3.2. Digital Watermark Insertion and Extraction

Digital watermarking technology refers to directly embedding some identifying information (digital watermark) into the digital carrier (including multimedia, documents, software, etc.) so that it does not affect the usage value of the original carrier and is hard to be perceived or noticed with by people's perception systems (such as visual or auditory systems) [23]. The information hidden in the carrier can help us confirm the content creators, buyers, carriers transmitting secret information, and determine whether the carrier has been altered. Digital watermarking is an important research direction in information-hiding technology.

ECGs have high accuracy requirements for heart disease diagnosis. It is necessary to maintain the shape of the ECG waveforms in watermarking since the ECG diagnosis mainly depends on the PQRST waves. To achieve this goal, we use quantization-based digital watermark encryption technology on the electrocardiogram (ECG) to protect patient rights and information. First of all, the ECG signal is cut into several segments. The segment length depends on the level of wavelet decomposition. As shown in Figure 2, we then perform seven levels of wavelet decomposition on each segment so that the input ECG signal is decomposed into eight non-overlapping sub-bands. Taking into account the robust performance of the low-pass filtering, we embedded the watermark sequence with patient's information into the lowest frequency wavelet coefficients in level seven. The watermark sequence with patient's information {mi} is embedded by the following rule:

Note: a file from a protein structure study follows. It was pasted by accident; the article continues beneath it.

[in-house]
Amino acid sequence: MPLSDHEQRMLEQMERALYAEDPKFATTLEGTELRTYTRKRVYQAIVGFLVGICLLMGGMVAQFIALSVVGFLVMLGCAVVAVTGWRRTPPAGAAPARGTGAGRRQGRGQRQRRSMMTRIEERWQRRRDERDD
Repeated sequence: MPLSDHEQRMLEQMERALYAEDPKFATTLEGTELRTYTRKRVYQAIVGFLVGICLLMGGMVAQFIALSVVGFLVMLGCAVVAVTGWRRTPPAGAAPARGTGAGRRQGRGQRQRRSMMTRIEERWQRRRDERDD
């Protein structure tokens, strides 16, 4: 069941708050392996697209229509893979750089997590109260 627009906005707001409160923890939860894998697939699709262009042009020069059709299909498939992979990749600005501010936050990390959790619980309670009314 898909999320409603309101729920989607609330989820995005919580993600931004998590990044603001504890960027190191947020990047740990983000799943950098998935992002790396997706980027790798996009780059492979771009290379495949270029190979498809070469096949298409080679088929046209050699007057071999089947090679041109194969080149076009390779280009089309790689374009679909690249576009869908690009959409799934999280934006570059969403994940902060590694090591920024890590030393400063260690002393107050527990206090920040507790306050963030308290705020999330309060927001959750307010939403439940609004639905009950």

[ c i = { c i / T T + 3 T / 4 , if m i = 1 c i / T T + T / 4 , if m i = 0 ]